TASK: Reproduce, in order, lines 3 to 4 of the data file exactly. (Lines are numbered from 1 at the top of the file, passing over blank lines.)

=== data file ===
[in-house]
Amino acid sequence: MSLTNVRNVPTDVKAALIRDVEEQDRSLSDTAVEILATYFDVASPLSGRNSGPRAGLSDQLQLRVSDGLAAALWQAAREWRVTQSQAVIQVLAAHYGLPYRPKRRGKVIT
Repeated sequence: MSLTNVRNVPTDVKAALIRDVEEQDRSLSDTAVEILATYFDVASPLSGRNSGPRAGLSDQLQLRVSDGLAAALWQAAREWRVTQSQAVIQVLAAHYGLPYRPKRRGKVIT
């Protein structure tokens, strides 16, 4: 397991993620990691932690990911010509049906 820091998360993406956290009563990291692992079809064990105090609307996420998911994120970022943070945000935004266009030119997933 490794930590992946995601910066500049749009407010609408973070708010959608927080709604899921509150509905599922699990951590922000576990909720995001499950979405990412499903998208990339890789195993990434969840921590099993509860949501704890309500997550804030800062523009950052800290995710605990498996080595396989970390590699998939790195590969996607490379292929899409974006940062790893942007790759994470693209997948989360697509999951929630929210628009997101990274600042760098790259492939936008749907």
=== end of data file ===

Repeated sequence: MSLTNVRNVPTDVKAALIRDVEEQDRSLSDTAVEILATYFDVASPLSGRNSGPRAGLSDQLQLRVSDGLAAALWQAAREWRVTQSQAVIQVLAAHYGLPYRPKRRGKVIT
């Protein structure tokens, strides 16, 4: 397991993620990691932690990911010509049906 820091998360993406956290009563990291692992079809064990105090609307996420998911994120970022943070945000935004266009030119997933 490794930590992946995601910066500049749009407010609408973070708010959608927080709604899921509150509905599922699990951590922000576990909720995001499950979405990412499903998208990339890789195993990434969840921590099993509860949501704890309500997550804030800062523009950052800290995710605990498996080595396989970390590699998939790195590969996607490379292929899409974006940062790893942007790759994470693209997948989360697509999951929630929210628009997101990274600042760098790259492939936008749907």